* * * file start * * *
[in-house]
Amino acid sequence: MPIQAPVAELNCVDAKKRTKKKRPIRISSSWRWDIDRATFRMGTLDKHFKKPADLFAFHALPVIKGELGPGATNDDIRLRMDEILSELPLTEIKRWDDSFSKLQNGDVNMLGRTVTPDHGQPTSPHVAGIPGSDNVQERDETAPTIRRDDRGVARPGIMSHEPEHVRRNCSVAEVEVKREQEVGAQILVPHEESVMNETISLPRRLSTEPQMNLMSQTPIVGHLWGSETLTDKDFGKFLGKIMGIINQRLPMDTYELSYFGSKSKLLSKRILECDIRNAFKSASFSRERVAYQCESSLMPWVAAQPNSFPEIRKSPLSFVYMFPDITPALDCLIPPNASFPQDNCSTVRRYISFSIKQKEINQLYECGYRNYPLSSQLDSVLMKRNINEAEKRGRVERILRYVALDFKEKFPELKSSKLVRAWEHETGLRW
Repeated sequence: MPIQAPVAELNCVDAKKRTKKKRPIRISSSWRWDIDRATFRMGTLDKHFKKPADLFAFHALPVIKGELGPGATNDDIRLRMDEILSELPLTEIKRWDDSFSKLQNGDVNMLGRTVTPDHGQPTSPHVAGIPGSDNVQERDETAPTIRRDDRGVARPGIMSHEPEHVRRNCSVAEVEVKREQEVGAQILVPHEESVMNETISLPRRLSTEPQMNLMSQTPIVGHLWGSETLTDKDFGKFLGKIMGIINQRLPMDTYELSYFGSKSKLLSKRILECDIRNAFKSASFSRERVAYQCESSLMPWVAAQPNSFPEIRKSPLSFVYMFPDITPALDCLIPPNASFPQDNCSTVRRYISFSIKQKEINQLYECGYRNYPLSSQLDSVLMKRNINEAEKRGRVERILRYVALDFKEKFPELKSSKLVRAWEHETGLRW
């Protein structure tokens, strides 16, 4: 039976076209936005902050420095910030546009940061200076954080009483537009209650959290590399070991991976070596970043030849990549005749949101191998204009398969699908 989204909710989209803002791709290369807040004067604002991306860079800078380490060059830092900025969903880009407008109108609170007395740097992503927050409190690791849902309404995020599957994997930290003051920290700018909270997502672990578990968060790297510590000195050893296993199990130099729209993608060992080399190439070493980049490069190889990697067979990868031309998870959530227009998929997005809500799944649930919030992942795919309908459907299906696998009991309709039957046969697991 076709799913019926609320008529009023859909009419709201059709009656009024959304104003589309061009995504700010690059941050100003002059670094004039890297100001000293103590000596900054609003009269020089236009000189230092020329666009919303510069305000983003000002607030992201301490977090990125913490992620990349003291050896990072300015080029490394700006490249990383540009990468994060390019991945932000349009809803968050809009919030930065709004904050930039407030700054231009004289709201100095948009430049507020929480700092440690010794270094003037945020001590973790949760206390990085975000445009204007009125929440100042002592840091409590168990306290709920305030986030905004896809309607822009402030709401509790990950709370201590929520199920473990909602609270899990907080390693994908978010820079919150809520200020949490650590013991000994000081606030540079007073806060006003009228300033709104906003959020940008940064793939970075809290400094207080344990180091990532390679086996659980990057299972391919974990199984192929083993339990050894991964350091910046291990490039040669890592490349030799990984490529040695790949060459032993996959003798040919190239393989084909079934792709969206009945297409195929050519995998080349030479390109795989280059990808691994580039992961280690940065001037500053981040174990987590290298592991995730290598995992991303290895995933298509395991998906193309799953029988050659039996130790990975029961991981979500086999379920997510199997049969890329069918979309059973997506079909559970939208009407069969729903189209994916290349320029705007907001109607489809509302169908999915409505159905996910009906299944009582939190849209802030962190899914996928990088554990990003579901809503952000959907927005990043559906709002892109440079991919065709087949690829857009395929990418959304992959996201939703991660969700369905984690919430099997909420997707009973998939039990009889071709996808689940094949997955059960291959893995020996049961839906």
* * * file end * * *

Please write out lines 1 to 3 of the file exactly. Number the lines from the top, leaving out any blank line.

[in-house]
Amino acid sequence: MPIQAPVAELNCVDAKKRTKKKRPIRISSSWRWDIDRATFRMGTLDKHFKKPADLFAFHALPVIKGELGPGATNDDIRLRMDEILSELPLTEIKRWDDSFSKLQNGDVNMLGRTVTPDHGQPTSPHVAGIPGSDNVQERDETAPTIRRDDRGVARPGIMSHEPEHVRRNCSVAEVEVKREQEVGAQILVPHEESVMNETISLPRRLSTEPQMNLMSQTPIVGHLWGSETLTDKDFGKFLGKIMGIINQRLPMDTYELSYFGSKSKLLSKRILECDIRNAFKSASFSRERVAYQCESSLMPWVAAQPNSFPEIRKSPLSFVYMFPDITPALDCLIPPNASFPQDNCSTVRRYISFSIKQKEINQLYECGYRNYPLSSQLDSVLMKRNINEAEKRGRVERILRYVALDFKEKFPELKSSKLVRAWEHETGLRW
Repeated sequence: MPIQAPVAELNCVDAKKRTKKKRPIRISSSWRWDIDRATFRMGTLDKHFKKPADLFAFHALPVIKGELGPGATNDDIRLRMDEILSELPLTEIKRWDDSFSKLQNGDVNMLGRTVTPDHGQPTSPHVAGIPGSDNVQERDETAPTIRRDDRGVARPGIMSHEPEHVRRNCSVAEVEVKREQEVGAQILVPHEESVMNETISLPRRLSTEPQMNLMSQTPIVGHLWGSETLTDKDFGKFLGKIMGIINQRLPMDTYELSYFGSKSKLLSKRILECDIRNAFKSASFSRERVAYQCESSLMPWVAAQPNSFPEIRKSPLSFVYMFPDITPALDCLIPPNASFPQDNCSTVRRYISFSIKQKEINQLYECGYRNYPLSSQLDSVLMKRNINEAEKRGRVERILRYVALDFKEKFPELKSSKLVRAWEHETGLRW